The Home of Steven Barnes
Author, Teacher, Screenwriter

Monday, February 15, 2010

Childhood Obesity: A Matter of Life and Death

Whatever in utero effects may exist...whatever glandular or metabolic problems may be truly problematic...whatever emotional issues create control weight you MUST control both intake and output. Start with the physics--that if caloric output exceeds input, the mass must decrease. Everything else adds complication and difficulty (sometimes terrible difficulty) but if you do not control both, weight loss will probably not occur. It's easy to see why obesity is such a problem: we didn't evolve to live in a world of processed, easily available food for which we need barely move. That is a recipe for disaster, and we're seeing it. Parents who move and eat healthily have far less trouble with obesity in their children. Be the change you want to see in your children. It takes only about an hour a week to provide basic fitness. "Diets" don't work, but lifestyles can. One basic change in eating that can make a vast difference: every other day, eat only fresh fruits and vegetables. No counting calories, no sacrifice of favorite foods, no hunger...just an incredibly health benefit that has to be experienced to be understood.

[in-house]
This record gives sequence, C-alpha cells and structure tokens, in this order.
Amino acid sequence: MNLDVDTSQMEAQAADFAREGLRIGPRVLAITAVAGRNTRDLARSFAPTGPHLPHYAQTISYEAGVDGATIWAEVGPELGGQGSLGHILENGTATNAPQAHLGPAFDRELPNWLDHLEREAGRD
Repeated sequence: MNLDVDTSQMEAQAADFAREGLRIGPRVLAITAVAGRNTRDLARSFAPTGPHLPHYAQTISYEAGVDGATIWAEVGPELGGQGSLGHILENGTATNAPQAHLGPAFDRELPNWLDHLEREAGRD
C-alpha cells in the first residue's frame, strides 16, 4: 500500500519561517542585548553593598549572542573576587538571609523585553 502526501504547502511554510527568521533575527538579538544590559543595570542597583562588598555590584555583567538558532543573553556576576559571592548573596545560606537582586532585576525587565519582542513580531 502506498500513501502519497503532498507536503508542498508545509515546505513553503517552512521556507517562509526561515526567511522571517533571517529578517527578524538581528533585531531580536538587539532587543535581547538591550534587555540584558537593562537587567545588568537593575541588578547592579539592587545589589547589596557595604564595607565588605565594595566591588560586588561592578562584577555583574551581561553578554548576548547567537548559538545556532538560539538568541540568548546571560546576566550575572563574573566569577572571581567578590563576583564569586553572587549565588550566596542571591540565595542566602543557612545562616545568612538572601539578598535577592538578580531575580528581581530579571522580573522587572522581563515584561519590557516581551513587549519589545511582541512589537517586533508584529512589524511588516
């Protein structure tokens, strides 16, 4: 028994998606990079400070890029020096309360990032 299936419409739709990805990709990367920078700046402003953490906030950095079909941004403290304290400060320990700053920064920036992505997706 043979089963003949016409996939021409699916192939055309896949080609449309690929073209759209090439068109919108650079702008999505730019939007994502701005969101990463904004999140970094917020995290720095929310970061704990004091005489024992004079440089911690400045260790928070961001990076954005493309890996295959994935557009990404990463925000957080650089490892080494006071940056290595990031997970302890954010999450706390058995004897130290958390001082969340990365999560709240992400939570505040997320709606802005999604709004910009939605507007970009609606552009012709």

Read the Article at HuffingtonPost


Marty S said...

Here's the thing Steve. I eat red meat for lunch about 4 to 5 times week. I eat red meat for dinner about 3 to 4 times a week. I don't like vegetables. I eat pasta, rice or potatoes with my meat. So I am borderline obese not could I can't resist food when I see it but because of the foods I enjoy. Earlier this week my wife and I ordered a pizza pie to share with our two grandsons ages 7 and 11. My wife and grandsons each had two slices. I had one slice decided I was full and we froze the extra slice. So, I weigh the possible gain from losing weight if I change what eat against the pleasure I get from eating the foods I enjoy and I eat what I like. My decision just like those who risk themselves skiing or engaging in other potentially harmful activities.

Steven Barnes said...

So long as such decisions are made consciously, and the obesity is not morbid, this just falls into the category of "lifestyle choice." It would only attract my attention if the person expressed grief at inability to find partners, health issues, social isolation, etc.